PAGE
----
A directory of resources inthe field of technical communication.


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Microphones and How to Handle Them

Learn how to identify the type of mike you are given for your talk, and learn how to handle it to avoid volume changes and popping. Audibility is as important as slide legibility. Audibility is affected by microphone pick-up patterns, and microphone handling.

Lebrun, Jean-Luc. Scivee (2009). Presentations>Multimedia>Audio>Voice


Mike Hamilton Gives Flare Demo to the STC Suncoast Chapter

Mike Hamilton from Madcap Software visited the Suncoast chapter in Tampa, Florida, and presented on Flare. In this presentation, he talks about the story behind RoboHelp and Macromedia/Adobe (this blew my mind). He also provides a lot of inside detail on Flare.

Hamilton, Mike and Tom H. Johnson. Tech Writer Voices (2007). Presentations>Documentation>Software>Madcap Flare


Mind Mapping: Discovering The Rhetoric Of The Right Brain   (PDF)

Mind mapping is a visual technique of unleashing rightbrain rhetoric. Words and concepts are written down and circled; the circles are joined together into sets and subsets that indicate relationships but not necessarily organization. For the technical communicator, mind maps can improve the writing product by helping to break mental blocks, clarify project focus and connections, collect data without worrying about hierarchy and order, and begin to organize at any given level (detailed or general). Generating a mind map can help improve writing by consciously and deliberately using the right brain and its intuitive rhetoric.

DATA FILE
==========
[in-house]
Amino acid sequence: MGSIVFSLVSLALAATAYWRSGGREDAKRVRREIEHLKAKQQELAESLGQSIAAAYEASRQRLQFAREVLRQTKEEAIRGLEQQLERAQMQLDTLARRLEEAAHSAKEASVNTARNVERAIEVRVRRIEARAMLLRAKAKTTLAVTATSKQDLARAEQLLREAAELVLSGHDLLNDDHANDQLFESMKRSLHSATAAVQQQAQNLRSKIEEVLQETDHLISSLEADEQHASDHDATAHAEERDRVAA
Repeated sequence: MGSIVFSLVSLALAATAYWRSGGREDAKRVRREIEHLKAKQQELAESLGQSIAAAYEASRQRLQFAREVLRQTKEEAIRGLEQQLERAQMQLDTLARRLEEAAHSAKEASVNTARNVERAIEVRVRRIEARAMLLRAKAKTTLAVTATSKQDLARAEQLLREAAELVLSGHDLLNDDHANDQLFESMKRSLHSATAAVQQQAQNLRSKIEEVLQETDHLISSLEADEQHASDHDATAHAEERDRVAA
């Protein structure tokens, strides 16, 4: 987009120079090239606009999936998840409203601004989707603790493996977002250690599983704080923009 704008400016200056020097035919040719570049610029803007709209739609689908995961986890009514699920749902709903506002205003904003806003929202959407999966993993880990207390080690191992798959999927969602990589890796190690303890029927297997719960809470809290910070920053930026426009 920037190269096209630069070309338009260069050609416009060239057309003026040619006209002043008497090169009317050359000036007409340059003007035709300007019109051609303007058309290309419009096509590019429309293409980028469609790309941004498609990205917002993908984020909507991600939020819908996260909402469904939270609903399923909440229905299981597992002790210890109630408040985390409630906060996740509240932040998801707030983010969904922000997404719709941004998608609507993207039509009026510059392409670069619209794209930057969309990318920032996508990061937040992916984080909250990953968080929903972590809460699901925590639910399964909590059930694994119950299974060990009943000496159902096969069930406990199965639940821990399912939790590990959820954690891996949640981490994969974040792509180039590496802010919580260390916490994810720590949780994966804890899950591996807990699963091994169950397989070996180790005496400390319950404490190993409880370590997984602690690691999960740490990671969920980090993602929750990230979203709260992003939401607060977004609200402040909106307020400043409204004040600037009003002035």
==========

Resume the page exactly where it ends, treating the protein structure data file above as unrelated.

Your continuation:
Whalen, Elizabeth A. STC Proceedings (1994). Presentations>Rhetoric


Mobile Manuals for Mobile Professionals   (PDF)

PDAs raise new opportunities for technical communicators to provide corporate information in a compact, electronic package.

Buckley, Susan. STC Proceedings (2001). Presentations>Documentation>Online>Mobile


Modelling Information, or Documentation Planning for Dummies   (PowerPoint)

Identify the user. Identify the user's goals. Drill down to task level. Establish what the user knows. Identify what the user needs to know. Identify what the user should NOT know.

Skau, Edwin. STC India (2003). Presentations>Documentation>Project Management


More Results on Measuring the Value Added by Professional Technical Communicators   (PDF)

Measuring value added is a topic of great concern to technical communicators. At the 1994 conference, represented results from a year-long project that included a questionnaire and several case studies. STC then funded a second, smaller project in which we are following up with some of the people who responded to the questionnaire and in which we are collecting new case studies.

Ramey, Judith A. and Janice C. 'Ginny' Redish. STC Proceedings (1995). Presentations>TC>Assessment


Move Over Text: Video Documentation Meets DITA

In the US today, there are 82.5 Million Content Creators 13.9% create content in virtual worlds 18.1% create video content 23.9% create blog content 79.7% create content on a social network. All we need is a standard that will support the topic- based nature of “how to” video content XML, and by extension, DITA, seemed to be a perfect fit.

Abel, Scott and Sean Healy. SlideShare (2009). Presentations>Documentation>Multimedia>Video


Moving Forward with DITA 1.2 and the DITA-OT

DITA enters a new phase this year with version 1.2. We'll learn about the big new features, such as keyref, and see them used in the latest DITA Open Toolkit. Attendees will know how to make use of new DITA 1.2 features using the DITA Open Toolkit. Attendees will understand key aspects of the new DITA 1.2 standard.

Anderson, Robert. STC Proceedings (2009). Presentations>Information Design>XML>DITA